The Don’ts of a Collaborative Divorce
Divorce litigation is rightly infamous for both its expense and its delays. Now there is an alternative in New Mexico: collaborative divorce. Designed to help divorcing couples avoid the challenges, expense and frustrations of divorce litigation, a collaborative divorce can help them reach lasting solutions with integrity and civility. Below are a few tips to help keep the “collaborative” in your divorce.
• If you have children, don’t drag them into the fight. For the most part, children believe that their parents should be able to work through and solve any issues. They see mom and dad as providers with extra ordinary abilities to handle any situation. Make a point not to talk bad about your spouse in front of your children. Don’t use your kids as a go between or a crutch to lean on. Don’t argue in front of them. If they ask questions, answer them in a neutral, non-judgmental way without giving them details best left to adult ears.
• Don’t change the locks at your house unless your family lawyer tells you to.
• Collaborative divorce is a voluntary option. It only works if both parties agree to be equals. Give your spouse a short summary of why you think using collaboration is a good idea, offer to share the information you have, and then let your spouse chose his or her own family lawyer.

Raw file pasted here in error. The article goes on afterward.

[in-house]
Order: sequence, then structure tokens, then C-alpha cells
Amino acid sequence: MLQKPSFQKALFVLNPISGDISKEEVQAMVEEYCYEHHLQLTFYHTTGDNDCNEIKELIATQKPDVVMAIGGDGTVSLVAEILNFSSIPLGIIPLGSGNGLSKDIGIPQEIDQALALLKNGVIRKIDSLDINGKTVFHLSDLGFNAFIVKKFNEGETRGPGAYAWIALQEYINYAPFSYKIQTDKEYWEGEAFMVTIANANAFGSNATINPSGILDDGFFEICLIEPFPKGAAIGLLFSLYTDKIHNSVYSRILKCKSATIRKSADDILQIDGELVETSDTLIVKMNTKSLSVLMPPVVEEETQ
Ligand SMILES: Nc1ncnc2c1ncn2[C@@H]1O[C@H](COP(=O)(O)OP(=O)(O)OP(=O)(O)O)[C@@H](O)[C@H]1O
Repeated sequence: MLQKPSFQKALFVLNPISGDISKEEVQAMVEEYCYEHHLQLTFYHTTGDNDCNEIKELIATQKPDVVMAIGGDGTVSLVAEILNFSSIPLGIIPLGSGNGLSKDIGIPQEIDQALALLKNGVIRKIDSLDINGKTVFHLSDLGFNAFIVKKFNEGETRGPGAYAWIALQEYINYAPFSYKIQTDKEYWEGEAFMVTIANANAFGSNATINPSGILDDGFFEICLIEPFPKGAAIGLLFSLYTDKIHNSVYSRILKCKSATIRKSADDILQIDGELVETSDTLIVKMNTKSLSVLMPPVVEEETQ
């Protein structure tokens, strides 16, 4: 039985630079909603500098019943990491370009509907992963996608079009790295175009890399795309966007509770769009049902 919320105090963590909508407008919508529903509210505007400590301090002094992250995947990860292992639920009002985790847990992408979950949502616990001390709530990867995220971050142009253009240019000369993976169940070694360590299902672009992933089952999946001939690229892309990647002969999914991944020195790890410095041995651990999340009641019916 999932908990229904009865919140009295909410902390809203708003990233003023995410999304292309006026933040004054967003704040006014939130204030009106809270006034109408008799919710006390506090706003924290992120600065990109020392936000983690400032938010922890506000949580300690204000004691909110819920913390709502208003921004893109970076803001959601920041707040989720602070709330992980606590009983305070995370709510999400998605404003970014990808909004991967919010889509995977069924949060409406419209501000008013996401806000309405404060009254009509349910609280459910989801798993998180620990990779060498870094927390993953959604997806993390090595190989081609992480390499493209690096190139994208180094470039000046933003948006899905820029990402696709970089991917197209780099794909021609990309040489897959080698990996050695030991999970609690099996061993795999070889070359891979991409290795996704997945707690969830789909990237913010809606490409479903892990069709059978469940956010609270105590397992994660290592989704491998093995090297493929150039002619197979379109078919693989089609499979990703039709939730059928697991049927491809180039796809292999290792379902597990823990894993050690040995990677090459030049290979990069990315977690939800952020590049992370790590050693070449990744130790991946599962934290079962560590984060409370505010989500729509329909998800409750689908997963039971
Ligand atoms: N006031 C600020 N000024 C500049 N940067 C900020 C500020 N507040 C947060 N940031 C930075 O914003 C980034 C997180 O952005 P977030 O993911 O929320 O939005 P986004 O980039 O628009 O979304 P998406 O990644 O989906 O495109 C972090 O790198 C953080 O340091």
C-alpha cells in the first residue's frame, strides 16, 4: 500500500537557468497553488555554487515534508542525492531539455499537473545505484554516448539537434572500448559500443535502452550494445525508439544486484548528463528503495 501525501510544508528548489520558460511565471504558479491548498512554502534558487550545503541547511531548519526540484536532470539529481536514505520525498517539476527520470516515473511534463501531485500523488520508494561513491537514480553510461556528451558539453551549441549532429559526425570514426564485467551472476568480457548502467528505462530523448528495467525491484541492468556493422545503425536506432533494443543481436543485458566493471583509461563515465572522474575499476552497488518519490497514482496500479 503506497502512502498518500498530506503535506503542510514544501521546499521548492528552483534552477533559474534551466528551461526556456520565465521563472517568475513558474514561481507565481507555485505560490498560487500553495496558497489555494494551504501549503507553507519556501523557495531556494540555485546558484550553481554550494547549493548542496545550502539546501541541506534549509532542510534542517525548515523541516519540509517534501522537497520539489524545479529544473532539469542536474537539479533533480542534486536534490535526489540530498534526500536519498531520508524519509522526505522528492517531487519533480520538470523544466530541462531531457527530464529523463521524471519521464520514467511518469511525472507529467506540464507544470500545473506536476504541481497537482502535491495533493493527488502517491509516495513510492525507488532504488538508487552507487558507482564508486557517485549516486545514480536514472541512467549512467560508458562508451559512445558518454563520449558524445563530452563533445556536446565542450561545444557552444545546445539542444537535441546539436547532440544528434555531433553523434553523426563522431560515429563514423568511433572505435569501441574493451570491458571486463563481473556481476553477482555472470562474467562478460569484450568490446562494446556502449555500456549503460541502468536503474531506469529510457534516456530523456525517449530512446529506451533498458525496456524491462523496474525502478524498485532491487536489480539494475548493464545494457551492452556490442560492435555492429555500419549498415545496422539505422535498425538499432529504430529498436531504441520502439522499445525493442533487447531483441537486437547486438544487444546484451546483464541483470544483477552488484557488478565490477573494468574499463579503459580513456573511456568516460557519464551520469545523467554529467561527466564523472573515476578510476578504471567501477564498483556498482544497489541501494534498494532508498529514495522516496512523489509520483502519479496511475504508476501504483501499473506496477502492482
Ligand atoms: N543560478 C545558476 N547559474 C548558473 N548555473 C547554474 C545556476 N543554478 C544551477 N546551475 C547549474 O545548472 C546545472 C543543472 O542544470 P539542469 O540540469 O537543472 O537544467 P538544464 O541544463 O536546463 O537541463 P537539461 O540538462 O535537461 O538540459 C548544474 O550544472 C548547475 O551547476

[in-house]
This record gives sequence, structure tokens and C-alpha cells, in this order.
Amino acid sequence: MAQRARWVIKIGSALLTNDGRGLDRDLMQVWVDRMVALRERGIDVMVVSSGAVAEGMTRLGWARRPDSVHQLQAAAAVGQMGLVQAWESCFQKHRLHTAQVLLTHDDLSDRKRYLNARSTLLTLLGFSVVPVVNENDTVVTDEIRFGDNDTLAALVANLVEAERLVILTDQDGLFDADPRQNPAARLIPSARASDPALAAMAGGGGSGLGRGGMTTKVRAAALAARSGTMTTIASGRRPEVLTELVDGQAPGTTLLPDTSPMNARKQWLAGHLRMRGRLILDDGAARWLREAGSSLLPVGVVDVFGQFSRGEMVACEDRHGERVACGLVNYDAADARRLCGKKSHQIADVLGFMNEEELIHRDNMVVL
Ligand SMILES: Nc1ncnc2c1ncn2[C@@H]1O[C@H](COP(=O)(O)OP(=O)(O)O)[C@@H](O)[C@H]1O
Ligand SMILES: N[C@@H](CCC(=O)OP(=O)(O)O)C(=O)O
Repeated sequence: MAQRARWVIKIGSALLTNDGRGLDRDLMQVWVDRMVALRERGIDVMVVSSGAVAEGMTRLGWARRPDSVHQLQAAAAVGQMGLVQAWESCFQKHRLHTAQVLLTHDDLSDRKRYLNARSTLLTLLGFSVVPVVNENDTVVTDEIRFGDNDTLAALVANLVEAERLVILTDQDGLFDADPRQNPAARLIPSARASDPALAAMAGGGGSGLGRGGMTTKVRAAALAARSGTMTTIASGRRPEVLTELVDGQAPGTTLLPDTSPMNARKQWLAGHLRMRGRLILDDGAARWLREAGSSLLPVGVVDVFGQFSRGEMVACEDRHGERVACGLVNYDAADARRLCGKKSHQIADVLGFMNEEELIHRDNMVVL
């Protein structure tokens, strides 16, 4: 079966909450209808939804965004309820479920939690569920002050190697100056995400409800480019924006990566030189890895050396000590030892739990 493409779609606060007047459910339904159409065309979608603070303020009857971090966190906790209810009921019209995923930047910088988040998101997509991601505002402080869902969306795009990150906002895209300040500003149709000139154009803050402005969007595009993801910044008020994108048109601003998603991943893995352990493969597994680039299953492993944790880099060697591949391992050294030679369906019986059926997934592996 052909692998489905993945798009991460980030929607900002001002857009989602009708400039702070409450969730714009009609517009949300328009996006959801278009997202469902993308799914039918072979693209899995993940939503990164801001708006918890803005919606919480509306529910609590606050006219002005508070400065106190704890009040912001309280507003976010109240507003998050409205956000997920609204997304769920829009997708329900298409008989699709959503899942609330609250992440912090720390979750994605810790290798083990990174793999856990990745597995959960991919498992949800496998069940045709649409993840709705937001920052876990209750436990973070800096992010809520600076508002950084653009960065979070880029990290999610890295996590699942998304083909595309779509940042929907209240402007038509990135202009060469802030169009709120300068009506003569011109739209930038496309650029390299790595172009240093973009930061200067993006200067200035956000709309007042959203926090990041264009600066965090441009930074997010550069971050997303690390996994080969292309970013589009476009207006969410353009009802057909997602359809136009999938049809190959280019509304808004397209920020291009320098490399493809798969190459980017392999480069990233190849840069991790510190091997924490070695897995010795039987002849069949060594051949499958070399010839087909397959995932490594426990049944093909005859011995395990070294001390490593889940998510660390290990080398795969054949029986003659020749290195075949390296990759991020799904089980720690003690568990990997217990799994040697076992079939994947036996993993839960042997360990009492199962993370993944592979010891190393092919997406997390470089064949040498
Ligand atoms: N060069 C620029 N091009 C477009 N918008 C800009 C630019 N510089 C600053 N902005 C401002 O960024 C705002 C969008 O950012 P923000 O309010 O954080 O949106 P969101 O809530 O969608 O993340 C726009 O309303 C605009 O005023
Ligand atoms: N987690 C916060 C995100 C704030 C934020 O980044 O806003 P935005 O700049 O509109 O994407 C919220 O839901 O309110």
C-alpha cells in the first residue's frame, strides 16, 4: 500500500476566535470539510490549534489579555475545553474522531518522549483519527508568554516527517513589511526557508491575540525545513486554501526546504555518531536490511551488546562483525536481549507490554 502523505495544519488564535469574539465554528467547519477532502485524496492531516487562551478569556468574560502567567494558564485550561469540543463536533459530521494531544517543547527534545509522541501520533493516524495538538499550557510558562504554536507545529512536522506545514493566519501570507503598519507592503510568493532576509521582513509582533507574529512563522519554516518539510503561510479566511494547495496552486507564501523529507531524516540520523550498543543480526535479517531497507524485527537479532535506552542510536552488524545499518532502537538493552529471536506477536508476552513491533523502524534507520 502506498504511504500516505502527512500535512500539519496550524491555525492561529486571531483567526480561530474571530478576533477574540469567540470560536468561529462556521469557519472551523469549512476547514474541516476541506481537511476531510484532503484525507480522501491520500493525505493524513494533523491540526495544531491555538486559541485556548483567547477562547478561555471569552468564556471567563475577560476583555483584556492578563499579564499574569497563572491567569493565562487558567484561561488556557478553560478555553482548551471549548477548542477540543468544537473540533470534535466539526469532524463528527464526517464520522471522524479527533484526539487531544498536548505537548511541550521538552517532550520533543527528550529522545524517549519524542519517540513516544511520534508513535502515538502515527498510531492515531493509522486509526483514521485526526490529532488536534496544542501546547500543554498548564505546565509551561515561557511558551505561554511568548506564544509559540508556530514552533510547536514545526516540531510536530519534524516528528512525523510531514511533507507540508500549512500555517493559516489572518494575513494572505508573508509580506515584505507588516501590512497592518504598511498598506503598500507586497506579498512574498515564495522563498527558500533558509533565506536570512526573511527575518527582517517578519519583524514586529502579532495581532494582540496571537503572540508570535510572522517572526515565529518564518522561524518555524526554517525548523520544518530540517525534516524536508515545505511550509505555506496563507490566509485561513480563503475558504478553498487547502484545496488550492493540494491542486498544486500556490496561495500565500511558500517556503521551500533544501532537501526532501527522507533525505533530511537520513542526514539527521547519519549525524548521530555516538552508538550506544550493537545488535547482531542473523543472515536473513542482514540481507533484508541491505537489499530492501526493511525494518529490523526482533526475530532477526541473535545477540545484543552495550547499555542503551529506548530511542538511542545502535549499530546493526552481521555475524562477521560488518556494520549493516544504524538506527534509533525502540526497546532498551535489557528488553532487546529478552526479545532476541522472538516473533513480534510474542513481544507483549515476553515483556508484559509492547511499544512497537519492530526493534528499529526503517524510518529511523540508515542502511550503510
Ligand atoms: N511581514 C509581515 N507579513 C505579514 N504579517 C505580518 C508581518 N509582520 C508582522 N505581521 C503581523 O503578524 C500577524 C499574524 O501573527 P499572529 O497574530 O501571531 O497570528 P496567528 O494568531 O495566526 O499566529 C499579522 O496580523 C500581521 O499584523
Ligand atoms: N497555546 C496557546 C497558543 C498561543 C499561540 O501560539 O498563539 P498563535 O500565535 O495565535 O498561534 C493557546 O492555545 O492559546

• Don’t try to hide your assets. They always get discovered and it will hurt your credibility. Collaborative means just that!
• If a temporary custody or visitation rights document has been drawn up do not violate the agreement. If a schedule or visitation needs to be revised make sure all parties are aware of the reasons why and accepts the new changes.
Remember, a collaborative divorce is not just a “friendly” divorce. The collaborative process needs both parties to sit at a table and mediate their issues. Mental health professionals may be provided to help you manage your emotions as well as finical advisers to help manage your assets during negotiations. It also provides incentive for all parties concerned to “play nice.” If you leave the negotiation table and you go to court, you will have to start all over again with new lawyers and more legal fees.
If you would like to schedule a consultation to learn more, please contact PJ Hartman at 505-247-3335 or toll free at 505-247-3335.
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